At Easter we would paint or dye eggs with nettles or onion skins. On Mayday we would dance around the maypole. At Harvest Festival we would donate food parcels to the church. Although I tried, I was never any good at weaving corn dolllies. At Haloween, there would be apple bobbing. At Christmas some of the older boys would be asked to collect a giant Christmas Tree, donated by the Le Strange Estate, from where it had been felled in the grounds of the hall. They would carry it on their shoulders, squeezing through the gothic doorway and into the Junior School, before errecting it in that lofty space. Then there was the Christmas Party: although, being no more than seven at the time, I was never involved with the financial arrangements, I can only presume that this lavish event was funded by the Le Strange Estate, too. There were (substantial) presents, carol singing, hand-bell ringing, a good meal (in stark contrast to our utterly abysmal school dinners which are the root cause of my phobia of all things beetroot!) and some particularly memorable jelly & ice cream. From a distance of some 40 years, this all sounds a bit Dickensian, with a sprinkling of The Wicker Man thrown in for good luck.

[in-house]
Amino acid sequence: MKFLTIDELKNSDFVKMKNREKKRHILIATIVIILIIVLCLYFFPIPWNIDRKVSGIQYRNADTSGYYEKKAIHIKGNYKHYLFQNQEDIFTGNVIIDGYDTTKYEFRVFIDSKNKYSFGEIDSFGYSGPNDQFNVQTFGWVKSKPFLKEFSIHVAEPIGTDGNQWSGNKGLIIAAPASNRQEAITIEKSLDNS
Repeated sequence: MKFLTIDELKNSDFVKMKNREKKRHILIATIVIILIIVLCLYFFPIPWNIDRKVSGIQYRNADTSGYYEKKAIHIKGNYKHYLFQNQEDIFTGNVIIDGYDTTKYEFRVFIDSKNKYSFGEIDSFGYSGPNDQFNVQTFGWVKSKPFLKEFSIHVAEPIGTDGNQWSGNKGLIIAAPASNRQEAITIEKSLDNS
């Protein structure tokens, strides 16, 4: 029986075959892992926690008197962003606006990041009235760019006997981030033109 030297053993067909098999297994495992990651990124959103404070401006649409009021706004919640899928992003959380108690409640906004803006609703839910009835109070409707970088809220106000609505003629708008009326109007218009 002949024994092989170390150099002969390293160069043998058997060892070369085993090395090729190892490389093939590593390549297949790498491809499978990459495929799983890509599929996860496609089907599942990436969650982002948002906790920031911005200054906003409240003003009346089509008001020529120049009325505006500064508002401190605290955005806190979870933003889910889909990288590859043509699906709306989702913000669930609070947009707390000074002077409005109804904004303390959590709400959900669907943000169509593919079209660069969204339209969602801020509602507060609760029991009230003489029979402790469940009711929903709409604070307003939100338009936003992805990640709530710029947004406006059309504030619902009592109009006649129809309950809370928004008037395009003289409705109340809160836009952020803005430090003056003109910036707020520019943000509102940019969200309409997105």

On some days Mrs Slaney, our teacher, would take us out for trips. A walk down Smugglers Lane to the beach in the summer, or a walk to the hall when the trees were bare. Before its reconstruction in the 80’s the view of the hall from under the archway was not quite as appealing as it is now. A series of fires had reduced the frontage to little more than a facade, slowly crumbling into the moat (In that respect I was reminded of Newark Castle, on the river Trent, the deathplace of King John). Beyond this some 17C parts and Victorian rebuilding remained perfectly habitable, and had been divided into flats. On those school visits we were faced with a bleak, ghost haunted semi-ruin. The windows above the dark waters of the moat, though devoid of glass, seemed to house frowning, unwelcoming eyes. To young children whose idea of terror was hiding behind the sofa as John Pertwee battled the Sea Devils, this was the stuff of thrilling nightmares. Children who had relatives who’d worked at the hall told stories of them hearing mysterious footsteps, of doors slamming closed for no reason, and of spots of unnatural cold. In the moat, murderous pike the size of sharks were rumoured to lurk, ready to take take your arm off at the shoulder if you got too close: Simon’s brother had received a nasty nip whilst fishing.